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More Divine Than Human - Music From Eton Choirbook / Choir Of Christ Church Oxford

Release Date: 09/08/2009 
Label:  Avie   Catalog #: 2167   Spars Code: n/a 
Composer:  John FawkynerWilliam CornyshWalter LambeRichard Davy,   ... 
Conductor:  Stephen Darlington
Orchestra/Ensemble:  Oxford Christ Church Cathedral Choir
Number of Discs: 1 
Recorded in: Stereo 
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Notes and Editorial Reviews

In 1440 King Henry VI of England founded simultaneously two educational establishments to show his devotion to the Blessed Virgin Mary. These were ‘the College Roialle of our Ladie at Eton beside Windsor and….the College Roialle of our Ladie and St. Nicholas of Cambridge.’ Thus were established what became two of the most venerable seats of learning – and of liturgical music – in England: Eton College and King’s College, Cambridge.

At Eton, where the college actually opened its doors in 1443, evening devotion to the Virgin was prescribed in the statutes from the start, with the singers required to sing in the chapel an antiphon in her honour every evening – in Lent it was always to be the ‘Salve Regina’. Over the years a
Read more corpus of music was assembled at Eton and by the early sixteenth century a significant amount of it had been copied into that remarkable treasury of music, which survives to this day, the Eton Choirbook.

The Choirbook contains a substantial amount of music. Some composers are represented by just one piece, whereas John Browne has no less than fifteen of his pieces preserved in it. From this vast collection Stephen Darlington has chosen five pieces, all of them quite substantial and all of considerable interest. Music from the Choirbook has been recorded by many ensembles, not least by The Sixteen, but here Darlington offers us the authentic experience of hearing it sung by an all-male church choir which is just a little larger than the Eton establishment of the time: the Eton choir consisted of sixteen choristers and ten lay clerks while for this recording Christ Church’s choir comprised eighteen trebles, four altos and five each of tenors and basses.

Just before discussing the performances, it’s appropriate to note the reason for the well-chosen title of the CD. Stephen Darlington tells us in the booklet that in 1515 an Italian visitor to Eton described the singing he heard there as ‘more divine than human’.

I’m unsure if the music is presented in chronological order in the programme. Indeed, little is known about many of the composers whose music is included in the Choirbook, still less is it possible to date with precision the date of composition of individual pieces. However, to judge from the dates of birth and death of the featured composers, it seems plausible to suppose a rough chronology. Furthermore, the pieces do seem to grow in complexity and intricacy as the disc progresses. So listening to the contents of the disc in the order in which they’re presented makes a lot of sense, I think. It was interesting to come to this disc hot on the heels of reviewing a disc by the choir of Edinburgh Cathedral devoted to the music of John Taverner. Taverner’s music was probably written a little later than anything on this present disc and his output represented the high water mark of the English florid style. There’s nothing in this programme to match the sheer exuberance of Taverner’s music though one can sense that trait developing as the pieces succeed one another. Interestingly, Darlington’s choir are not as unbuttoned and open-throated as their Edinburgh peers – that’s not an implied criticism – and their smoother, more mellifluous style is appropriate, I think, to the slightly more sober, though no less interesting music that they have recorded here.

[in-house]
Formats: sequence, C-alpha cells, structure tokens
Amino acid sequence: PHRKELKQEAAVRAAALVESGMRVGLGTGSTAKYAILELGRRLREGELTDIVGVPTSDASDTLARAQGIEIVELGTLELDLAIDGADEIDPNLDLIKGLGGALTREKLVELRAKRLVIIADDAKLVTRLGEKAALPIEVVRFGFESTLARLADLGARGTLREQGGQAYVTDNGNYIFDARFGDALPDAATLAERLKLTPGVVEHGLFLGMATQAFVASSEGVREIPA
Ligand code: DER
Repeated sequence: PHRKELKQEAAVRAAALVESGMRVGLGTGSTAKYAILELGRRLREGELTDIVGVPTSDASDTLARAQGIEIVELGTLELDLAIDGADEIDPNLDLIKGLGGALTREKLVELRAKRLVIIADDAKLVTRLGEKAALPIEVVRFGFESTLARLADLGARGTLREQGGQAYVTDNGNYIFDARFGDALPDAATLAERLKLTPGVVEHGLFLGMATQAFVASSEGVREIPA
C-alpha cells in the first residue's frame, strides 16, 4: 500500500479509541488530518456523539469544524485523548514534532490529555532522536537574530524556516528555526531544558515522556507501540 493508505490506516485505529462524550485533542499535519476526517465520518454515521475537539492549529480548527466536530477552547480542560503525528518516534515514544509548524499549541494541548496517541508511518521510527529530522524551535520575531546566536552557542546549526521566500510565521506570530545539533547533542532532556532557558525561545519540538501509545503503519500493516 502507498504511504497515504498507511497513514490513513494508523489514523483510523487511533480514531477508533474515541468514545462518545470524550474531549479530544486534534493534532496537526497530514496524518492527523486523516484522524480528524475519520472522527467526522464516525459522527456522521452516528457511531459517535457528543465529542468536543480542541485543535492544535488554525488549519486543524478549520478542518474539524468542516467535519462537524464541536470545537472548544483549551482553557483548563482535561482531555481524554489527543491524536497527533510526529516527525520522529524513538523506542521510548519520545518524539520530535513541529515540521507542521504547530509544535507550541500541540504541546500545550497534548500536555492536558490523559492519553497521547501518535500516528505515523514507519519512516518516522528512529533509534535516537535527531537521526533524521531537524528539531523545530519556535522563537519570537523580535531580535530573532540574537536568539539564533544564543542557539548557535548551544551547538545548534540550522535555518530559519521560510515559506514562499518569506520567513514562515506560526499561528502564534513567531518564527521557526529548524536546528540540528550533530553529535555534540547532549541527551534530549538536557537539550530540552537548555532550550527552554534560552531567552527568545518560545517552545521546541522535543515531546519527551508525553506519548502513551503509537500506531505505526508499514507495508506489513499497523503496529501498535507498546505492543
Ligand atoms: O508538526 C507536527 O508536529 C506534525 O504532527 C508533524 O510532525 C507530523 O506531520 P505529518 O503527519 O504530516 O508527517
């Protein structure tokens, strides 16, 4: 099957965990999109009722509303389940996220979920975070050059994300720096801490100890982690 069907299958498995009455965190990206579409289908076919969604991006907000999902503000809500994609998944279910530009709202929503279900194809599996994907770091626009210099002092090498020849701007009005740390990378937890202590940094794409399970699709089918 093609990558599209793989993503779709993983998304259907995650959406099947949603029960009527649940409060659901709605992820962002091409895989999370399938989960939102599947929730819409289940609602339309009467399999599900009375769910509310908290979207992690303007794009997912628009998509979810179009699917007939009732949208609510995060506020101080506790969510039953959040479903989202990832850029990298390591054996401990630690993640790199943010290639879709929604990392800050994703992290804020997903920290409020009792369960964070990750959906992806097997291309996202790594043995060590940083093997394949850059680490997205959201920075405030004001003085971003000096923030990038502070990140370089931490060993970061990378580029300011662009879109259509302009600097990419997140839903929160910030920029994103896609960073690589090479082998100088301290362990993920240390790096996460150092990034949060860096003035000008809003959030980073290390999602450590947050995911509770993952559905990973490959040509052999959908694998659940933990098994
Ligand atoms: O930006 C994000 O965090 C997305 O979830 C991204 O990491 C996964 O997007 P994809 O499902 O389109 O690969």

John Fawkyner’s name was completely new to me and, it seems, nothing is known of his life. Gaude rosa sine spina is one of two pieces by him in the Choirbook. It’s not a particularly elaborate piece. I think I’d describe it as patient music, since it makes its effect cumulatively. Stephen Darlington’s fine choir sing it with suitable patience too and build it up well so that the final, affirmative stanza makes the proper effect.

There were two composers named William Cornysh, the second (younger?) of whom died in 1523. It is thought that this setting of ‘Salve Regina’ is by the earlier Cornysh, who can claim a footnote in musical history as the very first informator choristorum at Westminster Abbey. His five-part ‘Salve Regina’ shows an advance on Fawkyner’s piece in that the music is richer in texture and harmony and the polyphony is more intricate. It’s also a very beautiful composition. The present performance is a splendid one. Not only is the music very skilfully sung but a fine sense of atmosphere is generated. Listening to it, I found it quite easy to conjure up a mental picture of a candlelit evening rendition in the Eton chapel.